Chloé    Report

The Chloé Wedge is Bringing Back Old-School Product Placement

Has Chemena Kamali taken product pushes (and front row fashion) back to its roots?

They say you can take the magic out of the fashion show, but you can never take the magic out of the front row. 

Actually, scratch that off. Nobody ever said that.

In fact, only very briefly was there an era in the history of fashion when the seating chart of the front row was reserved exclusively for the bigwigs of style, namely, the Diana Vreelands, the Carine Roitfelds, or the Anna Wintours of their time. 

Understandably, this also coincides with that (similarly short-lived) period when the runway show itself mattered more than its mere digital representation.

But now, with the front row as much a part of the spectacle as the runway itself, VIPs – a catch-all, near-derogatory expression connoting influencers, celebrities, starlets, and the like – abound, who too are outfitted by the brand in its latest garbs in the hopes that they, if not the actual models, might capture a wanton shopper’s attention (and potentially, wallet).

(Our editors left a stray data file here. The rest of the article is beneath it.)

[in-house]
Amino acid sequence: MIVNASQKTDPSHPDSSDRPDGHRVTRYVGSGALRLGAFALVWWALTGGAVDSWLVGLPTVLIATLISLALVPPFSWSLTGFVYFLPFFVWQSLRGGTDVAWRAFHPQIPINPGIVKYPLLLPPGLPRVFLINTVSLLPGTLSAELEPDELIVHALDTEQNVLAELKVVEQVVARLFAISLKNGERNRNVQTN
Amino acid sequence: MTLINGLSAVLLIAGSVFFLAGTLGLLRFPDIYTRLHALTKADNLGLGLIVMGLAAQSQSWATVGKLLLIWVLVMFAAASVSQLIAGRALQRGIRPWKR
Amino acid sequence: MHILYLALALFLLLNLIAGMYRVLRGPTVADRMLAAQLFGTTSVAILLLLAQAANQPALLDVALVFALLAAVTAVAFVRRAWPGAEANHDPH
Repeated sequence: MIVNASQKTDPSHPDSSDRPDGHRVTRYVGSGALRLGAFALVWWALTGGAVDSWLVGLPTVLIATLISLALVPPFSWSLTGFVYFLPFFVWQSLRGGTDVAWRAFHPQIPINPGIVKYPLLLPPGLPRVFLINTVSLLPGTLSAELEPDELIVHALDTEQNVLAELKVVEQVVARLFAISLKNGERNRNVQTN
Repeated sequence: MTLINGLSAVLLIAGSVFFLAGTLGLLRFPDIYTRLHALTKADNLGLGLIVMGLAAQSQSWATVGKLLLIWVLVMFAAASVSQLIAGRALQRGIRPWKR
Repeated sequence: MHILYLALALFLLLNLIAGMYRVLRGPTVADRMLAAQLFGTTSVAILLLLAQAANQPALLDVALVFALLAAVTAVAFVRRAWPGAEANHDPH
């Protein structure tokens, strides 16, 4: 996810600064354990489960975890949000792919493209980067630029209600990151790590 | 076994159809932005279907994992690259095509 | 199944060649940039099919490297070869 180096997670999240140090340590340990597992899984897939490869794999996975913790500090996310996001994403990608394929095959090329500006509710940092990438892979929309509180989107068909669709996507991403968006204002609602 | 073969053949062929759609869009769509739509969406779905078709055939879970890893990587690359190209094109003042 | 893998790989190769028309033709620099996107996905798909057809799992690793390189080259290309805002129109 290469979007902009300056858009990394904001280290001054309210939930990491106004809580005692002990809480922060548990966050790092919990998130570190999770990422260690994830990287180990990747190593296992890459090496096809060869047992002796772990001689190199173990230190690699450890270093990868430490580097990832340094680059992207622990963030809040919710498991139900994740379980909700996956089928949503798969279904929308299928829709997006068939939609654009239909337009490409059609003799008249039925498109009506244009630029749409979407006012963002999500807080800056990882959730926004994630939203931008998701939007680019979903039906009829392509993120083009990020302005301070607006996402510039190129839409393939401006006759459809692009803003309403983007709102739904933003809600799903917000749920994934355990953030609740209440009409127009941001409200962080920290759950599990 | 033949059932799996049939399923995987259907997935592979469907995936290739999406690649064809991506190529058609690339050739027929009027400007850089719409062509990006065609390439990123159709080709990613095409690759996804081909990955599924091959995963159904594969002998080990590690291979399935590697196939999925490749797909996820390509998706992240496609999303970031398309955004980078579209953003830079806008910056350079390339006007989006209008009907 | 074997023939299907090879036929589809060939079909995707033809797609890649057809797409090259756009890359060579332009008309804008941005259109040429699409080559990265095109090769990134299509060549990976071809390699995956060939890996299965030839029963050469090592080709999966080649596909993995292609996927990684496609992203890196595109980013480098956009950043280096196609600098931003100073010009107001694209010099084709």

Is any of that surprising to us? Not really. 

With multitudes of options in a brand’s lookbook (in line with the mutually exclusive micro-aesthetics trending at any given moment), it’s only par for the course that the label would want them all seen, if not necessarily sold.

Chemena Kamali Chloe Creartive Director
Ms. Chemena Kamali

What is surprising, however, is that it only took Chloé’s latest creative masthead, Ms. Chemena Kamali, one wooden wedge (of all things) to reduce today’s culture of rampant PR gifting to rubble and, ironically enough, get applauded for it too. 

Fashion, dear reader, has yet again come full circle. Except this time, it’s not an it-bag, but an it-shoe that looms ahead of us!

The Big Boho Comeback

However, the seemingly puzzling return of the wedge to the forefront of fashion isn’t entirely unwarranted within the broader fashion landscape. They have, after all, been in existence since the days of ancient Greek theater!

Chloe FW 24 2
A model walks in Chemena Kamali’s first runway show for FW 2024